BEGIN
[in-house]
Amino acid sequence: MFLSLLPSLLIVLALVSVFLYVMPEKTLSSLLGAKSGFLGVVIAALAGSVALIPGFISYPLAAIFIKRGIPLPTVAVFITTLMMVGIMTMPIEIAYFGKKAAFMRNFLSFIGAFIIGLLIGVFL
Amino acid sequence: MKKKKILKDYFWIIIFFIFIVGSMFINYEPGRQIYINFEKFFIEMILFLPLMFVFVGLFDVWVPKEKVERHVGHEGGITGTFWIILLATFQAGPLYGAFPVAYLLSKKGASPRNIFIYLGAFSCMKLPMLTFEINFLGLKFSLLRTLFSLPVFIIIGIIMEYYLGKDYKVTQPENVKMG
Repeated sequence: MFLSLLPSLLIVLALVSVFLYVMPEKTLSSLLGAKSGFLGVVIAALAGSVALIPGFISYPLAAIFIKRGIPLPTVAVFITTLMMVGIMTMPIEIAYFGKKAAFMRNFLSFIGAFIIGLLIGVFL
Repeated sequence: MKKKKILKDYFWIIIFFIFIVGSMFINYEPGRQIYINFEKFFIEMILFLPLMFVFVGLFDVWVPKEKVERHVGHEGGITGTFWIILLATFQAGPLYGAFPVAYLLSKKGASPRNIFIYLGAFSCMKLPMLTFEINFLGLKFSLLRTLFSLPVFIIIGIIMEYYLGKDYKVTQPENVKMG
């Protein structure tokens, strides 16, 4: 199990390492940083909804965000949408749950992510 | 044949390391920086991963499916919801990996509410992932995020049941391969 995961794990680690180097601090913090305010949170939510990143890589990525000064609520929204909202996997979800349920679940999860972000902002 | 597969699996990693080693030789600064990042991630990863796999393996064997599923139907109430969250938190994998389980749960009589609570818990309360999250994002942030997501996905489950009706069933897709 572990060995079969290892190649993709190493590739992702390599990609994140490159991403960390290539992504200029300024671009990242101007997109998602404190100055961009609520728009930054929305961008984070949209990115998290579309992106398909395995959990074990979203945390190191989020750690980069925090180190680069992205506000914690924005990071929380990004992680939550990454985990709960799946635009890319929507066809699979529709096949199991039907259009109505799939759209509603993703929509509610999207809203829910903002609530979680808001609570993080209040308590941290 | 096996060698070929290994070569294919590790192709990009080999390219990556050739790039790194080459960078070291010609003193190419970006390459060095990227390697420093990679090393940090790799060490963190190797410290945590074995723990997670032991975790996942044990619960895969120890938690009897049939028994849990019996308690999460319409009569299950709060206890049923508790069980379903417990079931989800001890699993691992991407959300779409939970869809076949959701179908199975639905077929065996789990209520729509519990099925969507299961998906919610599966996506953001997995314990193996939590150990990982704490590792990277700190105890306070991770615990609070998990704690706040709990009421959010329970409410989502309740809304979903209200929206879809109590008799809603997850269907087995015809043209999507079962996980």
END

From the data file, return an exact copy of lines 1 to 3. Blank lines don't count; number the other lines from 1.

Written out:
[in-house]
Amino acid sequence: MFLSLLPSLLIVLALVSVFLYVMPEKTLSSLLGAKSGFLGVVIAALAGSVALIPGFISYPLAAIFIKRGIPLPTVAVFITTLMMVGIMTMPIEIAYFGKKAAFMRNFLSFIGAFIIGLLIGVFL
Amino acid sequence: MKKKKILKDYFWIIIFFIFIVGSMFINYEPGRQIYINFEKFFIEMILFLPLMFVFVGLFDVWVPKEKVERHVGHEGGITGTFWIILLATFQAGPLYGAFPVAYLLSKKGASPRNIFIYLGAFSCMKLPMLTFEINFLGLKFSLLRTLFSLPVFIIIGIIMEYYLGKDYKVTQPENVKMG